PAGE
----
Before McMILLIN, P.j., Herring, And Hinkebein, JJ.
The opinion of the court was delivered by: McMILLIN, P.j.
KIM Y. JACKSON, APPELLANT v. BRYAN FOODS AND MISSISSIPPI EMPLOYMENT SECURITY COMMISSION, APPELLEES
THIS OPINION IS NOT DESIGNATED FOR PUBLICATION AND MAY NOT BE CITED, PURSUANT TO M.R.A.P. 35-B
DATE OF JUDGMENT: 01/02/97
TRIAL JUDGE: HON. BARRY W. FORD
COURT FROM WHICH APPEALED: LEE COUNTY CIRCUIT COURT
NATURE OF THE CASE: CIVIL - STATE BOARDS AND AGENCIES (OTHER THAN WORKER'S COMPENSATION)
TRIAL COURT DISPOSITION: THE CIRCUIT COURT AFFIRMED THE DECISION OF THE MESC BOARD OF REVIEW WHICH FOUND THAT JACKSON WAS DISQUALIFIED FROM RECEIVING BENEFITS DUE TO MISCONDUCT.
DISPOSITION AFFIRMED - 4/7/98
The appellant in this case, Kim Jackson, was observed to be using a tape recording device to record conversations with her supervisor and was ordered to refrain from that practice by the supervisor. However, it was later discovered that she had persisted in the practice surreptiously. She was terminated from employment based on this wilful failure to follow the directive of her supervisor. Her application for unemployment compensation was denied based on the finding that she was terminated for misconduct within the meaning of section 71-5-513A(1)(b) of the Mississippi Code. She appealed this disqualification to the circuit court. That court affirmed the decision of the Mississippi Unemployment Security Commission, prompting this appeal. We affirm.
There is no dispute as to the facts of this case. Therefore, the only basis for this Court to interfere with the decision of the commission would be if we were to conclude that the commission had abused its discretion in determining that Jackson's actions constituted disqualifying misconduct. Jackson seeks to justify her behavior by saying that she had a reasonable basis to believe that her supervisor was being untruthful when reporting conversations between them to higher-level company officials. She argues that, so long as she had a good faith subjective belief that this misrepresentation was occurring, she was justified in secretly recording the relevant conversations in order to both (a) protect her rights as an employee, and (b) expose the misconduct of the supervisor to her employer with undeniable proof. She argues that, since this was her motivation, her conduct was not detrimental to the interests of her employer. In fact, she claims that her activities had the potential to actually be beneficial to her employer's interests if she were able to thereby expose the nefarious activities of her supervisor. Thus, she concludes, her conduct did not demonstrate the "disregard of the employer's interest" that is necessary to establish misconduct under the leading case of Wheeler v. Arriola, 408 So. 2d 1381, 1383 (Miss. 1982).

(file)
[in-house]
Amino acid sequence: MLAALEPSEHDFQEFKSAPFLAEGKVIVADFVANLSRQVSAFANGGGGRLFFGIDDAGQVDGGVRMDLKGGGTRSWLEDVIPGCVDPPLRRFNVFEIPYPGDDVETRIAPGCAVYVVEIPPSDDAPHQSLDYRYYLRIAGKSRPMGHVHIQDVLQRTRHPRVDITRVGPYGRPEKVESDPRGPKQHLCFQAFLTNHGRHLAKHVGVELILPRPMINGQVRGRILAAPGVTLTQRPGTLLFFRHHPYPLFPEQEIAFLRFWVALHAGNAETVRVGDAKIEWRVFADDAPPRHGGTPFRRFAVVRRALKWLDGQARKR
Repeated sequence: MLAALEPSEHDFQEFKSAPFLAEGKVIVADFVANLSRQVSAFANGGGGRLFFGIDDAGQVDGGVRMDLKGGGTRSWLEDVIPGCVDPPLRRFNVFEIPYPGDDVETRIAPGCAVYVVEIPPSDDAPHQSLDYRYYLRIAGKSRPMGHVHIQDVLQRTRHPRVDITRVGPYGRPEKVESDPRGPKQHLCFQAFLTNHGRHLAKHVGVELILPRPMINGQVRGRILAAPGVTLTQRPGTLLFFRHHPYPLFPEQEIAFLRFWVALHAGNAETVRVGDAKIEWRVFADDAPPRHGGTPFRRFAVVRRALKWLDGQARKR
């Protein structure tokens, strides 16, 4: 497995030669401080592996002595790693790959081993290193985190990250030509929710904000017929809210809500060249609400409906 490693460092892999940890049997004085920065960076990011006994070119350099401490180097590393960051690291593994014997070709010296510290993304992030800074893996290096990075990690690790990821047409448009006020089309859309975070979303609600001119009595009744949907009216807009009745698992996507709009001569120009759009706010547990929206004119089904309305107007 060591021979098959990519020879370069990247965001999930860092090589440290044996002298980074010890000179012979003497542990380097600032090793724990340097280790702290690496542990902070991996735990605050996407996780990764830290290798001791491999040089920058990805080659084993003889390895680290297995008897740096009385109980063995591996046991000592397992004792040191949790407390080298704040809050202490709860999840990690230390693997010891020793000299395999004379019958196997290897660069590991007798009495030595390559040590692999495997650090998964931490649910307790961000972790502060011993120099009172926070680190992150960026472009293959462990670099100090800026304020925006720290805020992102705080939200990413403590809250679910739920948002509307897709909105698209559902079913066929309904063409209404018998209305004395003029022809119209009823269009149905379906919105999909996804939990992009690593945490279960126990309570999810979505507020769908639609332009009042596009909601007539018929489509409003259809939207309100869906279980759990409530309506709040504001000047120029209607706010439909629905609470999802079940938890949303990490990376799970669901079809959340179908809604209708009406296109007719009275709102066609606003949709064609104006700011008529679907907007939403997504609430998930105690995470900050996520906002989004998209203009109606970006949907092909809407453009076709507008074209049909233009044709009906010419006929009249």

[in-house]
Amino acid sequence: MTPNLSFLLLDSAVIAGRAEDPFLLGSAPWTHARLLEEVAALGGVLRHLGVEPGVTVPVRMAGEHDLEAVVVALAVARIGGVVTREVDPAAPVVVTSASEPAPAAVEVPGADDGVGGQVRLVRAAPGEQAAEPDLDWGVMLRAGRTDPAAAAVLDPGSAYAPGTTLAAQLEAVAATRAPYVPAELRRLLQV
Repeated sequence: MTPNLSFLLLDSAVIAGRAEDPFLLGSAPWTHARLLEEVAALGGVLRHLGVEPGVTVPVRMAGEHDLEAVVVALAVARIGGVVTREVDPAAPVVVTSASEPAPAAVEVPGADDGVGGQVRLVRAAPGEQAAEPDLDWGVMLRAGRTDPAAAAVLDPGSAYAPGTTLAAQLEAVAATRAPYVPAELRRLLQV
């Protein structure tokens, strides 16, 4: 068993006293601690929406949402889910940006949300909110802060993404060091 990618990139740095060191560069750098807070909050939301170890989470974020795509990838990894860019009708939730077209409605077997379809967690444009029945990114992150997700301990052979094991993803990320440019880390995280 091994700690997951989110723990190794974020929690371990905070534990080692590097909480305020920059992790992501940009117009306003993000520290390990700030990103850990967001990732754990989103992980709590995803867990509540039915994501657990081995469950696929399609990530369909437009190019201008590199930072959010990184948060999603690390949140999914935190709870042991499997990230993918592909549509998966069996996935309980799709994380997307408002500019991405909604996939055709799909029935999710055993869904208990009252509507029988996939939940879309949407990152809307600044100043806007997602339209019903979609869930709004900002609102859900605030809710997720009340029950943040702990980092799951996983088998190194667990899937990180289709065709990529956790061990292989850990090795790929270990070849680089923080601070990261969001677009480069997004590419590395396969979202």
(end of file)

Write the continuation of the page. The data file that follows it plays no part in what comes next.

We conclude that this argument is without merit. An employer has the right to reasonably control the activities of its employees while on the job in order to maintain an ordered and productive work environment. In pursuing that goal, it is impossible for the employer to anticipate every possible activity that an employee may undertake and fashion a formal rule prohibiting that activity. Therefore, it is perfectly reasonable for an employer -- especially a large one -- to delegate to supervisory personnel the right to give on-the-spot directives to employees that have as their purpose the preservation of an orderly workplace. We are satisfied that a workplace that featured a number of employees, each armed with a tape recorder and bent on recording at the employee's whim any conversations that occur during the workday, would be an environment that an employer could reasonably consider disruptive to the work effort. Thus, a directive prohibiting an employee from tape recording conversations occurring on the job would appear to be an order reasonably calculated to advance the best interests of the employer and well within the supervisory authority of an employer. It makes no substantial difference whether that directive comes in the form of broad company policy or as a directive issued by a supervisor to a particular employee.
In the face of such a directive, an employee may not be heard to justify her wilful disregard of the order based upon that employee's subjective belief, no matter how sincerely held, that the supervisor has issued the directive with the hidden motive of advancing that supervisor's own selfish agenda. An employee in Jackson's position may justifiably feel frustrated upon reaching a Conclusion that she is being mistreated in some way. Nevertheless, we are of the opinion that one in such a predicament must discover a more appropriate means to deal with the perceived abuse than to wilfully and surreptitiously disregard an order that is proper on its face.
Wheeler v. Arriola defines disqualifying misconduct to include "conduct evincing such willful and wanton disregard of the employer's interest as is found in deliberate violations...." Id. The commission found Jackson's conduct to fall within this description and, on our limited scope of review, ...